June 24, 2009
Katrina Youth Take Center Stage to Heal in Festival Doc
Hilla Medalia was at an impasse with her documentary, “To Die in Jerusalem,” when she decided to accompany Broadway theater veteran James Lecesne to New Orleans, with her camera in tow. “Jerusalem” had been inspired by accounts of a teenaged Palestinian suicide bomber and her Israeli victim, and Medalia had hoped to bring their two grieving mothers together, but political red tape shut down the production. As she searched for a new project, she chanced to learn of Lecesne’s plans to visit another ravaged area inhabited by parents and children in crisis: the city of New Orleans, two years after Hurricane Katrina.
“I’m not a carpenter; I can’t build a house, but I know about the theater,” Lecesne says in Medalia’s new documentary, “After the Storm,” which had its world premiere on June 21 amid some 200 films at the Los Angeles Film Festival this week. It is one of seven contenders for the best documentary prize, to be announced on June 28. “I know how to tell a story ... and I thought coming down here to help people tell their stories might help.” A second public screening was scheduled for Thursday, June 25, at The Regent.
“After the Storm” follows Lecesne and several other artists as they stage a hurricane-themed Broadway musical, “Once on This Island,” with youths still displaced by Katrina. “Some of the children were not living with their parents, and some had no running water in their homes — their conditions were worse than those I eventually saw in Palestinian refugee camps,” Medalia said. “They were in so much pain, many couldn’t discuss their feelings without shutting down or crying. But as they worked on the musical, you could see the show help them express their emotions — an outlet that allowed them to begin to heal.”
Healing in the aftermath of trauma has been a creative preoccupation for Medalia, who grew up near Tel Aviv, studied film at Southern Illinois University, and is now editing a documentary about the psychotherapy process for Israeli veterans with post-traumatic stress disorder.
“Just living in Israel, you always feel stressed,” Medalia said. “Is it normal to live in a country where everywhere you go people check your purse and your car, and you’re afraid to be in crowded public places? Even today, when I take the subway in New York, I fear that suddenly, someone could blow us up.”
“To Die in Jerusalem” — which Medalia eventually completed in 2007 — was inspired by a suicide bombing that occurred on March 29, 2002. An 18-year-old Palestinian woman, Ayat Al-Akhras, was standing outside a market when she reached into her purse and detonated a blast that killed Rachel Levy, a 17-year-old Israeli.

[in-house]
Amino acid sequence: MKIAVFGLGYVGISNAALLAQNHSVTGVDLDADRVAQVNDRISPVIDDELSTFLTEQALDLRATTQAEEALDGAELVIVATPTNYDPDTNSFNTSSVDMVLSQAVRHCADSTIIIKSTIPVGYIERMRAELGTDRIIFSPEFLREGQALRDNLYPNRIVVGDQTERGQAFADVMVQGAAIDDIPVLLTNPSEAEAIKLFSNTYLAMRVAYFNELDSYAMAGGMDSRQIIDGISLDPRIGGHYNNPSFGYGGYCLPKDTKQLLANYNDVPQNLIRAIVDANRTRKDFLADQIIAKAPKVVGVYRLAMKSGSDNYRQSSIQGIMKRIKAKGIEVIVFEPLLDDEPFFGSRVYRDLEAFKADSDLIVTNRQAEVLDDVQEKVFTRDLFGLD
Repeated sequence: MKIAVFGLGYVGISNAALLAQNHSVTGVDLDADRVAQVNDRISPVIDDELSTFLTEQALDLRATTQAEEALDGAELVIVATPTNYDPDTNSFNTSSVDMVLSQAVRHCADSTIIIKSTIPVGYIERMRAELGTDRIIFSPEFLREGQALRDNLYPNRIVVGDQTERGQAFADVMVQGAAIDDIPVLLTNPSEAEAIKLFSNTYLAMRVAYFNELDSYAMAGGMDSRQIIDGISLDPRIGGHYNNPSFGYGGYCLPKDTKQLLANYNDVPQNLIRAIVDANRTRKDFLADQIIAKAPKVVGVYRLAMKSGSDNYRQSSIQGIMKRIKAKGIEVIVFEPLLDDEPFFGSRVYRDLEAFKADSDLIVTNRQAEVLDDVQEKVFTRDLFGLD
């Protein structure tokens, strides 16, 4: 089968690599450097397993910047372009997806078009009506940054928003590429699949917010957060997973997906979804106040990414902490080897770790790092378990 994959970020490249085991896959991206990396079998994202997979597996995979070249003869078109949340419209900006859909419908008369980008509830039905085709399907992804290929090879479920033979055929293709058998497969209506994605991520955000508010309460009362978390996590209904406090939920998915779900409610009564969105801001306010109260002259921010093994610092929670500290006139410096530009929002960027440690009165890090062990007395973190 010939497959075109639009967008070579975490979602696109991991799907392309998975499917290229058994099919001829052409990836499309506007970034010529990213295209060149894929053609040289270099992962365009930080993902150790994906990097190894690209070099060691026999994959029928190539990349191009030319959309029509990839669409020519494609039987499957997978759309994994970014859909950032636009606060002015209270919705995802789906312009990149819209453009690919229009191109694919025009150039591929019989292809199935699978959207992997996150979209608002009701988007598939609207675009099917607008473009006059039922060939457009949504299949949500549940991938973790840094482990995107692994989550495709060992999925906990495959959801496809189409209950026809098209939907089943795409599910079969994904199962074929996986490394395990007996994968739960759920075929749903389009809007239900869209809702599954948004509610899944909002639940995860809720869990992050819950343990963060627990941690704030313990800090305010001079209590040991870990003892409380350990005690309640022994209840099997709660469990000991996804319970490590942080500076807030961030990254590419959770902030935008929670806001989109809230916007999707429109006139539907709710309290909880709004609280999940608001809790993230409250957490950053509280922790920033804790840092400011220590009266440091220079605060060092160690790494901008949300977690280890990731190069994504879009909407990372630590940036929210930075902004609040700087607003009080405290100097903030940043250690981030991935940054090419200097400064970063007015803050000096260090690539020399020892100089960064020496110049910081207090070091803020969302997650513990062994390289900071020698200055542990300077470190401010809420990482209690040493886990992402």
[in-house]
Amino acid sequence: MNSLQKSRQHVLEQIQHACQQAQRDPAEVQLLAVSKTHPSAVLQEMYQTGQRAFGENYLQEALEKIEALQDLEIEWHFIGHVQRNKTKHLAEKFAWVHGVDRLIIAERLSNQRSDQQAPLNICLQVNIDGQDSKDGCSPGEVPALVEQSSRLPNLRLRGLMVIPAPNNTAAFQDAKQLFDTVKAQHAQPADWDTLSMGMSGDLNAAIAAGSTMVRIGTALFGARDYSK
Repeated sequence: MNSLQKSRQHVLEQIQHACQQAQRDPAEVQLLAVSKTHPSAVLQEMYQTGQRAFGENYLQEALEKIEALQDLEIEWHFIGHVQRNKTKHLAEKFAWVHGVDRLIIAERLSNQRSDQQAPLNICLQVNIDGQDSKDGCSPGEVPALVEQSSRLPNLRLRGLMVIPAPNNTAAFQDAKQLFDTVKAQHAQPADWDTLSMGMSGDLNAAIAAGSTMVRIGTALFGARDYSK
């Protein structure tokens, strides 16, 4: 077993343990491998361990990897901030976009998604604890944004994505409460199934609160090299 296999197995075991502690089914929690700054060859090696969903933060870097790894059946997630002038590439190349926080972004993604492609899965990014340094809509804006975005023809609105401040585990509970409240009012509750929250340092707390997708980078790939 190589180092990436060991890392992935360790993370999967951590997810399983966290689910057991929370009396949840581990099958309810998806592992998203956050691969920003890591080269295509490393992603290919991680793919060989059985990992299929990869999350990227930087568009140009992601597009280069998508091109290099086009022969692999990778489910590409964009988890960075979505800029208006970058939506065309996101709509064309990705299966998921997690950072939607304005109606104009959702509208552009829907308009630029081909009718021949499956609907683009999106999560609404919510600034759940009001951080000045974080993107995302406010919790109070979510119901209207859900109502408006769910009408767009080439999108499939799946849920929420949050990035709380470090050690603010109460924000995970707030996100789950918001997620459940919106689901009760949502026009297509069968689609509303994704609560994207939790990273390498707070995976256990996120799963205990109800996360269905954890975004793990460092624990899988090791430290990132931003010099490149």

“I was struck by how similar the girls looked in side-by-side photographs in the newspapers; they could have been sisters,” Medalia said.
But the production stalled when she was unable to travel to the Dehaisheh refugee camp where Ayat had lived; it was around that time that Medalia’s friend, playwright Eve Ensler (“The Vagina Monologues”), returned from a philanthropic trip to New Orleans and convinced Lecesne to undertake a similar journey. Medalia volunteered to join him: “But we really didn’t have any specific plans,” she said. Instead, the project took shape when Lecesne stepped into the detritus-filled St. Mark’s center, previously a vibrant community hub, which was still closed two years after Katrina. Medalia’s cameras rolled as Lecesne and his Broadway friends held auditions for a benefit performance of “Once on This Island” to raise funds to reopen the center.
The mostly teenage actors were both talented and traumatized: “It was a real process to learn to speak to the children without hurting them,” Medalia said. “I would ask questions, and they’d start crying, so I had to figure out different ways of knowing them. Sometimes I learned more through their actions and behavior, rather than the things that they said. I had to trust that they would tell their stories through their affect, rather than their words.”
Medalia herself has had a lasting effect on her interviewees. One of the performers, who went on to study musical theater on a scholarship at New York University, plans to spend a semester abroad at Tel Aviv University. Meanwhile, relatives of the late Rachel Levy, who spent part of her childhood in Northridge, were planning to view “After the Storm” and reunite with Medalia at the Los Angeles Film Festival.
The message of “Storm” is how art can help rebuild a community. “I once met a pastor who taught art to Palestinian youth, and he always told me that the children who attended his center never participated in violent resistance or suicide bombings,” Medalia said. “You can see the same power of art to heal and to create meaning for these youths from New Orleans.”
For information, visit www.lafilmfest.com/2009.